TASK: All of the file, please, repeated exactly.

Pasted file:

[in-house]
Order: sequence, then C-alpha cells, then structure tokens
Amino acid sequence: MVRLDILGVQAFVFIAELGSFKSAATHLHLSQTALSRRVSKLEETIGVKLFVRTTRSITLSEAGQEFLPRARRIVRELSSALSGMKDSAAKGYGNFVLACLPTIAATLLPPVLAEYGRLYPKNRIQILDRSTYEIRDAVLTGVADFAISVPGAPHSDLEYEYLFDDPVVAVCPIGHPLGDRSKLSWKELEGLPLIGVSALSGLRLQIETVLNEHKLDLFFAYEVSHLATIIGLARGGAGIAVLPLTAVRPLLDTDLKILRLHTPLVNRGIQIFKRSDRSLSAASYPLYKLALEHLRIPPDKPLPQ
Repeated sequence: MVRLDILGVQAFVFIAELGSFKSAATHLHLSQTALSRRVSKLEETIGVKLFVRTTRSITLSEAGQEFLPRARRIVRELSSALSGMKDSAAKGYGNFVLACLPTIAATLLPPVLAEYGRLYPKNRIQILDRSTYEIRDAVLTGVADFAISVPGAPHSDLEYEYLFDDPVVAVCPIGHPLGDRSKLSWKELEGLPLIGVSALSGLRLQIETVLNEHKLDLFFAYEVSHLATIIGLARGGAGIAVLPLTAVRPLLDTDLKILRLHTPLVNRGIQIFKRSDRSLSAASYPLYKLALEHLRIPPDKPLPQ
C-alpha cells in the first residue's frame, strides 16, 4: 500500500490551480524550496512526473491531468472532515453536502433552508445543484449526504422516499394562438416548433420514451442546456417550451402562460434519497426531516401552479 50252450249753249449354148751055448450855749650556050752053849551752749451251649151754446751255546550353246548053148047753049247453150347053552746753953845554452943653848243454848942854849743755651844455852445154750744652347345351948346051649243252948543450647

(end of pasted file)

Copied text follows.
[in-house]
Order: sequence, then C-alpha cells, then structure tokens
Amino acid sequence: MVRLDILGVQAFVFIAELGSFKSAATHLHLSQTALSRRVSKLEETIGVKLFVRTTRSITLSEAGQEFLPRARRIVRELSSALSGMKDSAAKGYGNFVLACLPTIAATLLPPVLAEYGRLYPKNRIQILDRSTYEIRDAVLTGVADFAISVPGAPHSDLEYEYLFDDPVVAVCPIGHPLGDRSKLSWKELEGLPLIGVSALSGLRLQIETVLNEHKLDLFFAYEVSHLATIIGLARGGAGIAVLPLTAVRPLLDTDLKILRLHTPLVNRGIQIFKRSDRSLSAASYPLYKLALEHLRIPPDKPLPQ
Repeated sequence: MVRLDILGVQAFVFIAELGSFKSAATHLHLSQTALSRRVSKLEETIGVKLFVRTTRSITLSEAGQEFLPRARRIVRELSSALSGMKDSAAKGYGNFVLACLPTIAATLLPPVLAEYGRLYPKNRIQILDRSTYEIRDAVLTGVADFAISVPGAPHSDLEYEYLFDDPVVAVCPIGHPLGDRSKLSWKELEGLPLIGVSALSGLRLQIETVLNEHKLDLFFAYEVSHLATIIGLARGGAGIAVLPLTAVRPLLDTDLKILRLHTPLVNRGIQIFKRSDRSLSAASYPLYKLALEHLRIPPDKPLPQ
C-alpha cells in the first residue's frame, strides 16, 4: 500500500490551480524550496512526473491531468472532515453536502433552508445543484449526504422516499394562438416548433420514451442546456417550451402562460434519497426531516401552479 50252450249753249449354148751055448450855749650556050752053849551752749451251649151754446751255546550353246548053148047753049247453150347053552746753953845554452943653848243454848942854849743755651844455852445154750744652347345351948346051649243252948543450647